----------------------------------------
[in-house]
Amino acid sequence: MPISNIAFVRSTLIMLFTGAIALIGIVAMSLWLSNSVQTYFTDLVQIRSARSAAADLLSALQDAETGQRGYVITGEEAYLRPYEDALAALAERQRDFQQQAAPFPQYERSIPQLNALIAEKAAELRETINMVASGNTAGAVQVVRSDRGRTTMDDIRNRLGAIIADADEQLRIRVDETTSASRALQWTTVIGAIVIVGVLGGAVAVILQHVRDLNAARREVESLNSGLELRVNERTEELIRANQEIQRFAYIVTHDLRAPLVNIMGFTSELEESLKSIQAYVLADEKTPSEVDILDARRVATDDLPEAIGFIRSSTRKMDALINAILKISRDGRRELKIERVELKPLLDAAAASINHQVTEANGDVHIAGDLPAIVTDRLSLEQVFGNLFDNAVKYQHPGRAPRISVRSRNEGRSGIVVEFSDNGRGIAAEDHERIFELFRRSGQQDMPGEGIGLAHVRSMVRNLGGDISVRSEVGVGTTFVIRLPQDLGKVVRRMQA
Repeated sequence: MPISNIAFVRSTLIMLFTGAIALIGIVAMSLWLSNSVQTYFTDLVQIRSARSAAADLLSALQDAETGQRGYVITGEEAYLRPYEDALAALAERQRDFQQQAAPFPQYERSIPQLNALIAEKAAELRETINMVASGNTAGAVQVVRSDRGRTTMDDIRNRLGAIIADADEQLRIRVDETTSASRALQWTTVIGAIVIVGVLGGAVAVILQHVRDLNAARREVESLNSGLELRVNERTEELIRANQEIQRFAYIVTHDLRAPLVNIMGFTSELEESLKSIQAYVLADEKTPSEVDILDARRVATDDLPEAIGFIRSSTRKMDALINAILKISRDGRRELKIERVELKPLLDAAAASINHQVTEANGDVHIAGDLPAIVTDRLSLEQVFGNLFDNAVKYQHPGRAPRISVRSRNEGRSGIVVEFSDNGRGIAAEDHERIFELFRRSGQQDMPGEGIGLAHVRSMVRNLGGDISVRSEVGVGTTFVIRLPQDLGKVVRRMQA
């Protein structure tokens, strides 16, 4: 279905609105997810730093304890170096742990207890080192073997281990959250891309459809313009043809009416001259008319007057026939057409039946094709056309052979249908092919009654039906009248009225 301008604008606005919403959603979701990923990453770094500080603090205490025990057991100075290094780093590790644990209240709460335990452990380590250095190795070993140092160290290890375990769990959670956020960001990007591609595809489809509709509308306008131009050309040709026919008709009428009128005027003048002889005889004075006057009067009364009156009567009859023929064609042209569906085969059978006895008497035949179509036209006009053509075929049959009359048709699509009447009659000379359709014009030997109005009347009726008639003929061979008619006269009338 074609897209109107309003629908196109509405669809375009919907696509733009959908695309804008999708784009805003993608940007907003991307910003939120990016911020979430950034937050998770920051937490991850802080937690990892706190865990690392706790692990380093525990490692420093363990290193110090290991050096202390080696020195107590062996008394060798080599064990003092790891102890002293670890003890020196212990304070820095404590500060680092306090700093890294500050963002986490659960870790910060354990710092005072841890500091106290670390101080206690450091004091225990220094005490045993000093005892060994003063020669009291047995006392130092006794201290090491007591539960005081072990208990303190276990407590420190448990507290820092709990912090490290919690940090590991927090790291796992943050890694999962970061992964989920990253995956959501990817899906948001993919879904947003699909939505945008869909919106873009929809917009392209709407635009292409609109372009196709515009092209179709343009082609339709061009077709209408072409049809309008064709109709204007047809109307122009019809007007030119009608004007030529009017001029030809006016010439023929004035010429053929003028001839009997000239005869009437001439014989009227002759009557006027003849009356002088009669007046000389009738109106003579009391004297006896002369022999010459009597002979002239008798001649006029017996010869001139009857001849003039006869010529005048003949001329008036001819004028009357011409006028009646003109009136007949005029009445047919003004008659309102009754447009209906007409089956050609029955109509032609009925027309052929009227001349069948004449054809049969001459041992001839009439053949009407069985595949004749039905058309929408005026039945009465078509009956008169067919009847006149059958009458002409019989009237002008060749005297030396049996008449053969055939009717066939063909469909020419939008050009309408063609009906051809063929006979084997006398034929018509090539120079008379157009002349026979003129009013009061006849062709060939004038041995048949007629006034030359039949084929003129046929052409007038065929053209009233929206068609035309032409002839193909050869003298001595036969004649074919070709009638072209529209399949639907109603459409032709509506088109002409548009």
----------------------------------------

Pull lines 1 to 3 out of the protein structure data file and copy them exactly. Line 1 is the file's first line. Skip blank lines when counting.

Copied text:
[in-house]
Amino acid sequence: MPISNIAFVRSTLIMLFTGAIALIGIVAMSLWLSNSVQTYFTDLVQIRSARSAAADLLSALQDAETGQRGYVITGEEAYLRPYEDALAALAERQRDFQQQAAPFPQYERSIPQLNALIAEKAAELRETINMVASGNTAGAVQVVRSDRGRTTMDDIRNRLGAIIADADEQLRIRVDETTSASRALQWTTVIGAIVIVGVLGGAVAVILQHVRDLNAARREVESLNSGLELRVNERTEELIRANQEIQRFAYIVTHDLRAPLVNIMGFTSELEESLKSIQAYVLADEKTPSEVDILDARRVATDDLPEAIGFIRSSTRKMDALINAILKISRDGRRELKIERVELKPLLDAAAASINHQVTEANGDVHIAGDLPAIVTDRLSLEQVFGNLFDNAVKYQHPGRAPRISVRSRNEGRSGIVVEFSDNGRGIAAEDHERIFELFRRSGQQDMPGEGIGLAHVRSMVRNLGGDISVRSEVGVGTTFVIRLPQDLGKVVRRMQA
Repeated sequence: MPISNIAFVRSTLIMLFTGAIALIGIVAMSLWLSNSVQTYFTDLVQIRSARSAAADLLSALQDAETGQRGYVITGEEAYLRPYEDALAALAERQRDFQQQAAPFPQYERSIPQLNALIAEKAAELRETINMVASGNTAGAVQVVRSDRGRTTMDDIRNRLGAIIADADEQLRIRVDETTSASRALQWTTVIGAIVIVGVLGGAVAVILQHVRDLNAARREVESLNSGLELRVNERTEELIRANQEIQRFAYIVTHDLRAPLVNIMGFTSELEESLKSIQAYVLADEKTPSEVDILDARRVATDDLPEAIGFIRSSTRKMDALINAILKISRDGRRELKIERVELKPLLDAAAASINHQVTEANGDVHIAGDLPAIVTDRLSLEQVFGNLFDNAVKYQHPGRAPRISVRSRNEGRSGIVVEFSDNGRGIAAEDHERIFELFRRSGQQDMPGEGIGLAHVRSMVRNLGGDISVRSEVGVGTTFVIRLPQDLGKVVRRMQA